Portable sheep dip
This manure basket was made for the Museum by Emily Mullins, a Reading basketmaker, and was therefore never used. It would have been used to carry stable manure on the farm. It is a round basket made of cane with two twisted handles bound on the rim. You can learn more about Emily Mullins in the ‘Makers at Work’ section of the gallery tour!
Manure has been used as fertiliser in Europe for at least 10,000 years. Nitrogen, phosphorus and potassium are all useful fertility resources found in manure. Because it breaks down slowly, the manure imparts its nutrients to crops over the course of several years.
This Titan 10/20 tractor was manufactured by the International Harvester Company, in the USA, in 1917. Titan tractors were imported to the UK during and after the First World War, to help boost food production.
This tractor was last used to drive the saw bench at a small saw mill at Greenhaguh, Northumberland in the early 1950s. The owner of the saw mill found the tractor along with two other abandoned Titans in an old quarry at Reedsmouth, and apart from requiring a new spark plug, it was in good working order. It was in constant use five days a week at the saw mill, and was eventually sold back to the International Harvester Company in 1956 when the mill wound down business.
This plough, called the ‘Troth Winter plough’, was made by William Troth at Norton Lindsey, Warwickshire. The date of make is given as 1796, but the maker is known to have made other objects late in the 19th century, so this date may be incorrect. It was used for winter ploughing in heavy clay, so has a wrought iron share with a coulter welded on the side, and no wheels.
In 1845 it was known as the ‘Newbold plough’ and in 1876 as the ‘Hitchings Tayler Scattaron plough’, when it was fitted with wheels and an iron shellboard. In 1920 the chilled share was fitted to enable it to be used with two horses instead of three.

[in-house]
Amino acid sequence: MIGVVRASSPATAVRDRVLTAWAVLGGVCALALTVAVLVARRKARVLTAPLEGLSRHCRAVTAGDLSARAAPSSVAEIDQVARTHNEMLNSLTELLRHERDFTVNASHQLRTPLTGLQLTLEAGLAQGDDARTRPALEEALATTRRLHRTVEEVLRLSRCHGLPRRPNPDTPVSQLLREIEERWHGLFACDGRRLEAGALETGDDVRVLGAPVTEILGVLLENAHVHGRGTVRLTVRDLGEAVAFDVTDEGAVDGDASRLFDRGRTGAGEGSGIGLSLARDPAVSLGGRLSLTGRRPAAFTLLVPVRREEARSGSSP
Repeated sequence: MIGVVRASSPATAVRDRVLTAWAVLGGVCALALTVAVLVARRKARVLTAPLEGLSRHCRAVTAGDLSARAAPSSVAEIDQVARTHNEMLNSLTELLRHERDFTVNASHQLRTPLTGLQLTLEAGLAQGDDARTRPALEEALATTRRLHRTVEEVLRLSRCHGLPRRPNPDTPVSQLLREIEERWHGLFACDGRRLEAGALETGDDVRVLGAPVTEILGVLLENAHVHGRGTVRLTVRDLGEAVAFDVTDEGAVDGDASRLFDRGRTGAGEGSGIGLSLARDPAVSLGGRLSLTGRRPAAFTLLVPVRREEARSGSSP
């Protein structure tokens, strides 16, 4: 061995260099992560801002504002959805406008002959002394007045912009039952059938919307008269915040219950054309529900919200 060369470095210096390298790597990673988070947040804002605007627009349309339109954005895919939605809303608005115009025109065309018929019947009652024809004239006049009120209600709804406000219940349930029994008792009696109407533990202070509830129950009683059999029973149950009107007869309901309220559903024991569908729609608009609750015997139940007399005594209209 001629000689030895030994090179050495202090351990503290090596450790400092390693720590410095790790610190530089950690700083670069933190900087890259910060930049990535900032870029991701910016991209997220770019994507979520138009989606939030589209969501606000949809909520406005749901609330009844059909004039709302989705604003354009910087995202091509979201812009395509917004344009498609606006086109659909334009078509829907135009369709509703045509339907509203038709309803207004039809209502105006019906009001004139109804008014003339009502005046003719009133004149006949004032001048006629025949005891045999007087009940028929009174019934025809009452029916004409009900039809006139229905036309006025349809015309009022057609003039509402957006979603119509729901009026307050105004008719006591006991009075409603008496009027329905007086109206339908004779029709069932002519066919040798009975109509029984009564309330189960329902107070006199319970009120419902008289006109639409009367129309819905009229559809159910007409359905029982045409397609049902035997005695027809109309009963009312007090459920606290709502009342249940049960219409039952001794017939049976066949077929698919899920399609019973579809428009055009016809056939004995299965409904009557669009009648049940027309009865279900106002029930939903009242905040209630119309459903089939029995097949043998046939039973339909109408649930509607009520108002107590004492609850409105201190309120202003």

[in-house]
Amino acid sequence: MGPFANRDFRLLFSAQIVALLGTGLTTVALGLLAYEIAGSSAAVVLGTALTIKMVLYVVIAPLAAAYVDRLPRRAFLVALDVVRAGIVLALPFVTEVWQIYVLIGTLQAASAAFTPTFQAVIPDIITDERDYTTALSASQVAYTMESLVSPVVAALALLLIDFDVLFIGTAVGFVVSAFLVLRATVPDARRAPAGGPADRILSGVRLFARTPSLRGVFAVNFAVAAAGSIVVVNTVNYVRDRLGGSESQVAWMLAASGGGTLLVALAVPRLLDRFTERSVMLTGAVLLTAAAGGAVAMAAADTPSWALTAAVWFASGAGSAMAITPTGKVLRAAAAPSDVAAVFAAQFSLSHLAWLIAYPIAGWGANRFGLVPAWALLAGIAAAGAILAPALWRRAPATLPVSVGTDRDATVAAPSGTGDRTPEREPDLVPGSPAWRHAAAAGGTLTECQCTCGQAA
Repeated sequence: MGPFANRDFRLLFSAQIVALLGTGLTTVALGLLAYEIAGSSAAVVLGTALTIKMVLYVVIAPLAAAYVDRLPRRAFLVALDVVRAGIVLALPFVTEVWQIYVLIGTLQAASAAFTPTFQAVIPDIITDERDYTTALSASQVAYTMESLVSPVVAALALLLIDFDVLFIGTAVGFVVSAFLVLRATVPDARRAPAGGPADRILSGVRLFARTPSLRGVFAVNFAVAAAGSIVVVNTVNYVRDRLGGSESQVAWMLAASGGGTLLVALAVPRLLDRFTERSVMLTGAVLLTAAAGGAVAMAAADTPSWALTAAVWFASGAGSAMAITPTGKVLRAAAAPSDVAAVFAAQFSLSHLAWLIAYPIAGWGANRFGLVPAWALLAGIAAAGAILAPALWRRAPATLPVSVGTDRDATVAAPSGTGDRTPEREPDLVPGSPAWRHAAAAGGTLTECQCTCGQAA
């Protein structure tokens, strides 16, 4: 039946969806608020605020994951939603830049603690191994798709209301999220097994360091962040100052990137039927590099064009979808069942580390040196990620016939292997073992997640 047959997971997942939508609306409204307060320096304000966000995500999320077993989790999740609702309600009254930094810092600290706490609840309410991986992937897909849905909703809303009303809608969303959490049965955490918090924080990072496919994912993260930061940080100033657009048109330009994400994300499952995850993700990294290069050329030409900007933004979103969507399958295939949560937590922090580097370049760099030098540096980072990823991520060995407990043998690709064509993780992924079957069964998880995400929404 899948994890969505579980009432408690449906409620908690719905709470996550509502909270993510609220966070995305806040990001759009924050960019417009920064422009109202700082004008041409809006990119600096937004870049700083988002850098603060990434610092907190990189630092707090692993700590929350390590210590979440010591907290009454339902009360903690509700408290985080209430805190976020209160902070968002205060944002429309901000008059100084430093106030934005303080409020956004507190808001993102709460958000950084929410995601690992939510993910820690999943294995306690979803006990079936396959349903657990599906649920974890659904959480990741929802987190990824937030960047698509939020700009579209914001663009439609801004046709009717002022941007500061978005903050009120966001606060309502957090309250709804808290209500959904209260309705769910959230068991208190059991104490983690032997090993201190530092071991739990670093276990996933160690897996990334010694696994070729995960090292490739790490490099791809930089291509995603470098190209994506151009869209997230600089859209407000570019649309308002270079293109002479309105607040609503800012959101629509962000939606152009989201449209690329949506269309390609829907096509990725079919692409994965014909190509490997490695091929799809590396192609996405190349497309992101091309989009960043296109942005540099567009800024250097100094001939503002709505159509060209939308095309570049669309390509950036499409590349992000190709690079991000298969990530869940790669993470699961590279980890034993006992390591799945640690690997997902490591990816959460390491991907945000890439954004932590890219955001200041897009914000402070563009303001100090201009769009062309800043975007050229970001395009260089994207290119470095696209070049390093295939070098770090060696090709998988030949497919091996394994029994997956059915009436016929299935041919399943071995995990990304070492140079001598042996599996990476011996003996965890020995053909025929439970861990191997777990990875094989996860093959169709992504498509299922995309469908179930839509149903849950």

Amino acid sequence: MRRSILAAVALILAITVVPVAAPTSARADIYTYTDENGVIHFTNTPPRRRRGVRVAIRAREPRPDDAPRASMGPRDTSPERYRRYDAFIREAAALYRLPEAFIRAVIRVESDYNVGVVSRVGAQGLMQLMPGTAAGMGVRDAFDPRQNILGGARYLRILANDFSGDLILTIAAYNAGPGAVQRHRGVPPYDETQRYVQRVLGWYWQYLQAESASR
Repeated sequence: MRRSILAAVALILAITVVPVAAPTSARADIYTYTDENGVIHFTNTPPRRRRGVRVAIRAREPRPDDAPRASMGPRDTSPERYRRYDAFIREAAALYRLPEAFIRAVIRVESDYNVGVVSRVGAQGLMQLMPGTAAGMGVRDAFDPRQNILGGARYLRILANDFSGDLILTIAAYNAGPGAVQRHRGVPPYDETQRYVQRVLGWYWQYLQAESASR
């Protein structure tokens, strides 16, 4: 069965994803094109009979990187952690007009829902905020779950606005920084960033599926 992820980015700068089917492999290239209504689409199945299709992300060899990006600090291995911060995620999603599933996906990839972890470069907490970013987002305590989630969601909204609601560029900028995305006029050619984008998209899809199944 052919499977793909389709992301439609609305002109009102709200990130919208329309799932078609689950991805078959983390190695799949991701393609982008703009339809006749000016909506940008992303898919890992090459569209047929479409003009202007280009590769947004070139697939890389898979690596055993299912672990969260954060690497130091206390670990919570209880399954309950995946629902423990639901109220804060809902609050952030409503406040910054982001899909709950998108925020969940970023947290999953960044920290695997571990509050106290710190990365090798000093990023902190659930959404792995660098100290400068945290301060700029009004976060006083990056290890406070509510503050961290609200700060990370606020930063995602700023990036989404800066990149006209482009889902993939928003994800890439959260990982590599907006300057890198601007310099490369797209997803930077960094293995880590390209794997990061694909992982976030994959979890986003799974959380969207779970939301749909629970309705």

This is a sheep dipping trough, made of oak with iron fittings. It has stocks at one end to hold the sheep by the neck while the animal was submerged in chemicals to kill pests. It was made by a Dorset craftsman in the early nineteenth century or earlier. Last used by the donor’s grandfather around 1890, the dip was used as a mobile unit within a thirty-mile radius of Gillingham by a team of four men. The donor’s family were famous for sheep dipping for many generations. It is believed to be the only one of its kind in the country.
One of several seed drills on display in the museum, this particular model is a hand seed drill, made by Jonas Harris in Hailey c.1867. In this display it represents the sowing of autumn seed for winter crops, the most popular of which are winter wheat and barley.
Heavy autumn rainfall can jeopardise the sowing of these crops. For example, in 2019, Farmers Weekly estimated that only 35 – 40% of winter wheat had been drilled by November.
This is a cultivator with two wooden handles and six tines in two rows of three, each with spade-shaped blades, bifurcated and bolted to the frame. It possibly dates from the eighteenth century and was used for farm work in Hampshire. Cultivators are designed to stir the soil around a crop as it matures to promote growth and destroy weeds. Horse-drawn cultivators were introduced in the mid-19th century.